However, recreating the complex conditions in which
these beautiful plants will flourish,
is both fascinating and richly rewarding.
I remember when we were filming Around The World In 80 Gardens,
going to the Drakensberg Mountains, and it was a very hot day
but there was a terrific thunderstorm.
So we ran into this gully for shelter, with trees over it,
and whilst the rain was pounding down, we noticed that the bank
that we were sheltering against was covered in Streptocarpus.
So exactly that environment, moist, warm, shaded.
And there is no doubt that if you see any plant growing
in the wild, you know instantly how you should grow it in your garden.
Well, it's not warm and wet here, it's cold and wet,
but thank heavens for a potting shed,
because that means that I can get on with sowing some seed.
And now is the perfect time to sow biennials.
Now, biennials are short-lived plants that
span their lives across two growing seasons.
So the seeds have set and fall from late spring to mid-summer.
And wallflowers are a good example, setting the scene now.
They fall to the ground, they germinate and grow a young plant.
But they don't flower in the same year.
They overwinter and then they flower the following spring
and they set seed, and so it goes.
Now, I mentioned wallflowers and I want to sow some.
And I always like grow lots, because it's a very cheap way
of making a dramatic statement.
If you want to have a blaze of colour,
you'd need to buy at least dozens, if not hundreds of plants.
It will run into a fair amount of money.
Whereas a couple of packets of seed, and there's your hundreds of plants.
So, take a seed tray or a pot, like this, a seed mix,
and you can buy special seed mixes or you can use
a general-purpose compost or you can make your own as I do.
But the difference between a seed and a potting mix
is essentially it's lower in nutrients.
It's got a nice, open root run for little seedlings to work out into.
And if I take a packet of seeds, this is Blood Red...
So there you have the seed and each one of these is potentially
going to make a nice, strong beautiful, sweet-smelling plant.
Just sprinkle it relatively thinly,
because each of these are going to make a seedling
that's got to be pricked out.
Now, just cover that lightly with a layer of soil,
and it can be very light.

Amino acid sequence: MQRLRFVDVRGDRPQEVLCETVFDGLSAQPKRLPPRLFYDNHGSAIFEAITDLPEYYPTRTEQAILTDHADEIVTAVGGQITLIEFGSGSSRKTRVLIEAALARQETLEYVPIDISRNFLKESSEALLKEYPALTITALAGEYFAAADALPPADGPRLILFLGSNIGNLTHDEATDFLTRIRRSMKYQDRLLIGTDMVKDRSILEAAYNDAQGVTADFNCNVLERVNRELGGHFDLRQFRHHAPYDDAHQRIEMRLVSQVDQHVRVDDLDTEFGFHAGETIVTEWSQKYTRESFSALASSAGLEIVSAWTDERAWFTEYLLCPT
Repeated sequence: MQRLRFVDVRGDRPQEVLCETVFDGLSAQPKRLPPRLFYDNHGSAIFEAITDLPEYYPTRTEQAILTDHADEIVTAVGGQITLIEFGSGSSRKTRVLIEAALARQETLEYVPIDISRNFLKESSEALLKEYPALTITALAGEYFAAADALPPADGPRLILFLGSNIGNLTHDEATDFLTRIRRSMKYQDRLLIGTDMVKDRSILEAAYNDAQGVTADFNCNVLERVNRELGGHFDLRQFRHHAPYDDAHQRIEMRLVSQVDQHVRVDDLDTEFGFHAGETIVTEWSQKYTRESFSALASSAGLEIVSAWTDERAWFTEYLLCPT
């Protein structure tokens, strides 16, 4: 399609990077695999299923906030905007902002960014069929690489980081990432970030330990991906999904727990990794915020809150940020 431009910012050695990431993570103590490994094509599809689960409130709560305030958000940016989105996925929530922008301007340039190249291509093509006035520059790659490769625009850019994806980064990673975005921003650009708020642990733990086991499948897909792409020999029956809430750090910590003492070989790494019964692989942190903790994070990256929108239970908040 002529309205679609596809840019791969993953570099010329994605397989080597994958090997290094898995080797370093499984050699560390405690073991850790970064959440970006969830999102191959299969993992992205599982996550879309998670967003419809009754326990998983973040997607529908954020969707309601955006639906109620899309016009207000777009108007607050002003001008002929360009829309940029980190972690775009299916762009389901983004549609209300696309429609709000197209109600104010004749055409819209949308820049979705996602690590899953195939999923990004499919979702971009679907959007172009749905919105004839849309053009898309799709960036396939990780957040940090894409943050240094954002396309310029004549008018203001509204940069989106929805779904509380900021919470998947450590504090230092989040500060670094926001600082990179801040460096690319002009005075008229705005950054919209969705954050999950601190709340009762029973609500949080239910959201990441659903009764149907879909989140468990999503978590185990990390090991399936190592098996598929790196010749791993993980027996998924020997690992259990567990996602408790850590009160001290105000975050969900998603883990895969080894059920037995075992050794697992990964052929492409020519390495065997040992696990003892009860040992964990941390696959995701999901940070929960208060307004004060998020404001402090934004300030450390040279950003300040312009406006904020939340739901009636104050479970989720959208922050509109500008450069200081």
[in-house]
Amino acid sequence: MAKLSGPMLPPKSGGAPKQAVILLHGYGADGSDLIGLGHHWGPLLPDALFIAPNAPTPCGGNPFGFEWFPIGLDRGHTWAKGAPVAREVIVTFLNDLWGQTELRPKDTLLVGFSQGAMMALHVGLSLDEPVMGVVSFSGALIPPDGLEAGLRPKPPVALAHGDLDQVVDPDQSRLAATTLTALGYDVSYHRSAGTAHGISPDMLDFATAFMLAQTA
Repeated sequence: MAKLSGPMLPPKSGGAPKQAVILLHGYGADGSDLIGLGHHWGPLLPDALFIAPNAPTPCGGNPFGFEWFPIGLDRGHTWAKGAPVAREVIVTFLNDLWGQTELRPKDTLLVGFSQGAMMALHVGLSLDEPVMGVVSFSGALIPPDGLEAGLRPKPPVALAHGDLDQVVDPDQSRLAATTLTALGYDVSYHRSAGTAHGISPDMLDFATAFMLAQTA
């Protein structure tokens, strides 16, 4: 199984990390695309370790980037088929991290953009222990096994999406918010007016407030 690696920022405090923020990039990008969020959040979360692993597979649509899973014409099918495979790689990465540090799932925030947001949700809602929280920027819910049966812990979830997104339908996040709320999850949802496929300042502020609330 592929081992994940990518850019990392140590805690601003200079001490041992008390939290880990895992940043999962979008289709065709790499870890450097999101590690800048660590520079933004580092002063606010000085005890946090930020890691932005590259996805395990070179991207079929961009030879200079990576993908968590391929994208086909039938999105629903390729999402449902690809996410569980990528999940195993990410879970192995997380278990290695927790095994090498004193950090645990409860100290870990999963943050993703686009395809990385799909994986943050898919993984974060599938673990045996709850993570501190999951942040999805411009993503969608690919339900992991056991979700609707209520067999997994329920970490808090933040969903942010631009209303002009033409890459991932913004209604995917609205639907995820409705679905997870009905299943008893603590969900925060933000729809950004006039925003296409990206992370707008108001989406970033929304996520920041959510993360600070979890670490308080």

That will do.
OK, that's just wallflowers, but there are plenty of others.
Foxgloves are one of my favourite biennials.
I collected seed from the white foxglove Alba, and the wild foxglove.
And you can see I just collected up the seed heads
and put them into an envelope.
And there are thousands of seeds there!
And it is amazing to think that each of those tiny seeds
is going to make a spire of flower, perhaps three, four foot tall.
The other day I saw foxgloves for sale, individually,
for three, four pounds each.
So it can save you so much money, growing from seed.
So, the regime is to water these,
leave them to germinate, which they will do in a week or two.
When they're big enough, prick them out into plugs.
Let them grow on, and that can happen outside,
it doesn't need any protection for that.
And then when they're robust little plants, either plant them
where you want them to grow...or put them
somewhere where they can be lined out in the soil, grow on and
then go into their final position, in autumn, to flower next year.
These are easy, tough plans to grow.
And by planning ahead, you're guaranteeing a really dramatic
display next spring,
at a fraction of the cost of buying plants.
Now, that's sowing biennials.
But here are some other jobs you can be doing this weekend.
If, like me, you've sown climbing beans,
but grown them under protection because it's been a little
cold to plant out, you can safely put them into the ground now,
placing one plant against each support.
If you haven't sown any yet, there's still plenty of time to
sow the seeds direct into the ground,
where they will germinate quickly.
Late flowering clematis are growing practically in front
of your eyes at the moment,
and it is important to keep this growth
tied into the support.
Otherwise it can form an unruly tangle,
which can then hide the flowers when they appear in about a month's time.
At this time of year, fresh, new growth will make excellent
cutting material, putting on new roots very quickly.
Place your cuttings immediately into a polythene bag...
and then put them into a free-draining compost,
stripping off any excess foliage.
Either place a bag over the top to trap evaporation,
or else miss them at least twice a day
to keep them moist.
You'll know they've produced roots when you see signs of fresh growth.
Those rosemary should root very quickly
and be ready to prick out in a matter of weeks